Interim managing director of Stagecoach Cumbria and North Lancashire, Tom Waterhouse, 36, is responsible for 810 staff and 289 buses at depots in Carlisle, Barrow, Workington, Kendal and Morecambe. He is based at the company’s regional HQ in Carlisle. Tom is also a non-executive director for Cumbria Chamber of Commerce.

I’m an early riser, normally in the office by 7.30am. We have a daily call to check in with all the managers. That’s something we started during Covid and kept going. I’m not a big fan of being behind my desk. I visit all our depots once or twice a fortnight as it’s important to me to get out and meet staff in the depots. That’s followed by calls or meetings with stakeholders such as MPs, local authorities and groups such as Cumbria Tourism.

I grew up in Wensleydale in Yorkshire, the first person in my family to go to university. I studied accounting and finance at Huddersfield with the intention of becoming an accountant. Then I realised accountancy wasn’t for me. I didn’t want a nine-to-five desk-based role but I did want to work for a national employer that would give me opportunities for career progression. I was attracted to the Stagecoach graduate scheme because they give you responsibility quickly.

You have to move around the country but they have a good mentoring programme and a strong talent development programme. Despite its size, Stagecoach has a short chain of command. You have autonomy and can make decisions quickly. A lot of staff are promoted from within. They are happy for you to take a chance and try something. If it doesn’t work, there isn’t a blame culture. I became operations director for Cumbria and North Lancashire in 2018, aged 31, and stepped up to be interim managing director in June this year when the MD, Rob Jones, was seconded to Manchester. That’s a lot of responsibility at quite a young age.

Andy Campbell, my first mentor at Stagecoach, was a big influence. I ended up working for him and he gave me a lot of really good advice and opportunities to progress my career. The other big influence was my dad, John. He grew up on a council estate, qualified as an accountant and went on to become a managing director of a large sign-making business. I lost him when I was in my mid-20s. When I had a conversation with him about not wanting to be an accountant, he got me thinking not about what job I wanted to do but what I wanted to get out of a job. He cried when I graduated, the only time I remember him crying. But if I told him about exam results, he’d say, "Well done, but maybe you could have done a bit better." He kept me grounded.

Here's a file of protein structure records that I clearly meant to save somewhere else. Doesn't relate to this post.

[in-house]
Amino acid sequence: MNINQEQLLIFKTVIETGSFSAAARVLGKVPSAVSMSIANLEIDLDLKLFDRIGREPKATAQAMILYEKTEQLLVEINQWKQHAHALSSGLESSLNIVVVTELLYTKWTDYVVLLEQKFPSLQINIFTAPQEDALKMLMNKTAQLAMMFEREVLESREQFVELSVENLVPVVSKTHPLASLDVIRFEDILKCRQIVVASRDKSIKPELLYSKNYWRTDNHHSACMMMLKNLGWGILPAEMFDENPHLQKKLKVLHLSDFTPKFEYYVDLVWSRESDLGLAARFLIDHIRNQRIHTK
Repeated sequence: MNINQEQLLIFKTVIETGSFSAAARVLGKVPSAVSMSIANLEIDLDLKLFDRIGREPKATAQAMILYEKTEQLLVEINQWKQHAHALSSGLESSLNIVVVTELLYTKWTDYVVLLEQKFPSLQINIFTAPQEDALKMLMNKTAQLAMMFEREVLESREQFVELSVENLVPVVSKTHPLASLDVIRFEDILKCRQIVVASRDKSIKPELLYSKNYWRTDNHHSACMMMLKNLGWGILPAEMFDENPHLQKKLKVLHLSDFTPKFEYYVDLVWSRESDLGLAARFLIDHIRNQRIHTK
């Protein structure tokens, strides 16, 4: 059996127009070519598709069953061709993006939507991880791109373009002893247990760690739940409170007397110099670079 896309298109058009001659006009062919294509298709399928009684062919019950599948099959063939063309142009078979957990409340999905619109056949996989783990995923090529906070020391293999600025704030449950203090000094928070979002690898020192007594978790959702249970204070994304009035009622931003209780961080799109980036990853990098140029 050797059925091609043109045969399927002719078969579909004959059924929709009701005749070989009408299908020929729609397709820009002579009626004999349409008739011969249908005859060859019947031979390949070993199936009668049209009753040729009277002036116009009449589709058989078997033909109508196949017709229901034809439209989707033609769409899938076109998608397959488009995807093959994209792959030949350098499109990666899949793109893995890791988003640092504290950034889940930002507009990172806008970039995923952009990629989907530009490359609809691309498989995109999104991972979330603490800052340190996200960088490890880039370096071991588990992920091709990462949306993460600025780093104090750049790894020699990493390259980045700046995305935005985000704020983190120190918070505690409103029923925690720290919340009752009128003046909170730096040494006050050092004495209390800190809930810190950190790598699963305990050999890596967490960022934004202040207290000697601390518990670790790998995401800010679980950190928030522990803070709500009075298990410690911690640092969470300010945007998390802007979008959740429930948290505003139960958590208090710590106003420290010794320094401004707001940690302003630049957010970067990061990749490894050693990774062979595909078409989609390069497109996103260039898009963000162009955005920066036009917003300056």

I was proud of the way we managed the business through the Covid pandemic, maintaining the network, looking after our staff and protecting them at the same time as making sure we could provide a service for key workers. We had to put measures in place within quickly changing guidance. We were Shire Operator of the Year in the 2019 UK Bus Awards and runner-up for the overall Operator of the Year. That was a proud moment too.

The key to a successful bus network is running what you say you’re going to run when you say you’re going to run it. The biggest factor outside our control is congestion and its variability. It’s a problem in Carlisle, the larger towns and in the busier parts of the Lake District. You can build extra time into your timetables to compensate but you can’t do that when the congestion is unpredictable. Roadworks have a major impact too.

Recruitment has been a big challenge, skilled labour in particular. We have two major employers in Cumbria, Sellafield and BAE Systems, and they take large numbers of skilled labour out of the workforce. We’re getting there when it comes to drivers – we’ve done a lot around rotas, pay rates and terms and conditions – but for skilled engineering staff, in certain parts of the county, we struggle.

Cumbria County Council hasn’t supported any local bus services since 2014, which has an impact on the level of service we can provide, particularly in rural areas. But with the two new unitary authorities, Cumberland, and Westmorland and Furness, we’re already having far more positive conversations about developing the bus network. I’m really excited about what we can deliver working in partnership with them.

The government has introduced a temporary £2 fare cap on bus fares in England to encourage passengers back to buses after Covid. It’s an exciting initiative. We’ve seen adult fare-paying passengers increase by about 10 per cent and return to pre-pandemic levels. The biggest growth is on our inter-urban services, helped by the problems on the railways. We recently doubled the frequency of the Sunday service between Whitehaven and Carlisle.

Stagecoach has a strategy to be net zero across the UK by 2050. Where we can’t buy electric or hydrogen buses, which aren’t suited to longer journeys, we buy ultra-low emission vehicles. We invested £3m this year in new ultra-low emission double deckers for our 555 route between Lancaster and Keswick.

I live just outside Carlisle with my fiancé Laura. I became a first-time dad last September when our son Alfie was born. My main hobby outside work is riding my motorbike, having passed my test last year. I admit it, I’m a middle-aged man having a midlife crisis.